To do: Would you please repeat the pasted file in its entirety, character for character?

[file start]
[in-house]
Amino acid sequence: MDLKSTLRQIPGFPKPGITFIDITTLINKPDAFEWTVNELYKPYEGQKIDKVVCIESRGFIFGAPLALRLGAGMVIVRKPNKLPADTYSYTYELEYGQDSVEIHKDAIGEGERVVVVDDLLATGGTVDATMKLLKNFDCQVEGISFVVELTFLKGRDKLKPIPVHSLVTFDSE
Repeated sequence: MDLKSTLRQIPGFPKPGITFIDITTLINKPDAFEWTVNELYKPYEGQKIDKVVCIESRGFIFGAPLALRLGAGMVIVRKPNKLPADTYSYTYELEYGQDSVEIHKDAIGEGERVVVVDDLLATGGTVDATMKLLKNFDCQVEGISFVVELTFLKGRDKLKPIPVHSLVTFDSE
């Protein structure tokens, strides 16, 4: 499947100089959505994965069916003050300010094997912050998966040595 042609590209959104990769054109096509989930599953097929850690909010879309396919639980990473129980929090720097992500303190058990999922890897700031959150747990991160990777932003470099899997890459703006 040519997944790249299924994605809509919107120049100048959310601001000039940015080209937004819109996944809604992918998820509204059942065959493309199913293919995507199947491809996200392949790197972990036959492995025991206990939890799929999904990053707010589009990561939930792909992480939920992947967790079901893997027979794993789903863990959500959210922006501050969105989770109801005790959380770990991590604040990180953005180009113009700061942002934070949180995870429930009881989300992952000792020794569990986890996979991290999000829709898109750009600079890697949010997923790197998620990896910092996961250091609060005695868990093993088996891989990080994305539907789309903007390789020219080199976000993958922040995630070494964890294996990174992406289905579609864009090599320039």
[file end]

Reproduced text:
[in-house]
Amino acid sequence: MDLKSTLRQIPGFPKPGITFIDITTLINKPDAFEWTVNELYKPYEGQKIDKVVCIESRGFIFGAPLALRLGAGMVIVRKPNKLPADTYSYTYELEYGQDSVEIHKDAIGEGERVVVVDDLLATGGTVDATMKLLKNFDCQVEGISFVVELTFLKGRDKLKPIPVHSLVTFDSE
Repeated sequence: MDLKSTLRQIPGFPKPGITFIDITTLINKPDAFEWTVNELYKPYEGQKIDKVVCIESRGFIFGAPLALRLGAGMVIVRKPNKLPADTYSYTYELEYGQDSVEIHKDAIGEGERVVVVDDLLATGGTVDATMKLLKNFDCQVEGISFVVELTFLKGRDKLKPIPVHSLVTFDSE
């Protein structure tokens, strides 16, 4: 499947100089959505994965069916003050300010094997912050998966040595 042609590209959104990769054109096509989930599953097929850690909010879309396919639980990473129980929090720097992500303190058990999922890897700031959150747990991160990777932003470099899997890459703006 040519997944790249299924994605809509919107120049100048959310601001000039940015080209937004819109996944809604992918998820509204059942065959493309199913293919995507199947491809996200392949790197972990036959492995025991206990939890799929999904990053707010589009990561939930792909992480939920992947967790079901893997027979794993789903863990959500959210922006501050969105989770109801005790959380770990991590604040990180953005180009113009700061942002934070949180995870429930009881989300992952000792020794569990986890996979991290999000829709898109750009600079890697949010997923790197998620990896910092996961250091609060005695868990093993088996891989990080994305539907789309903007390789020219080199976000993958922040995630070494964890294996990174992406289905579609864009090599320039």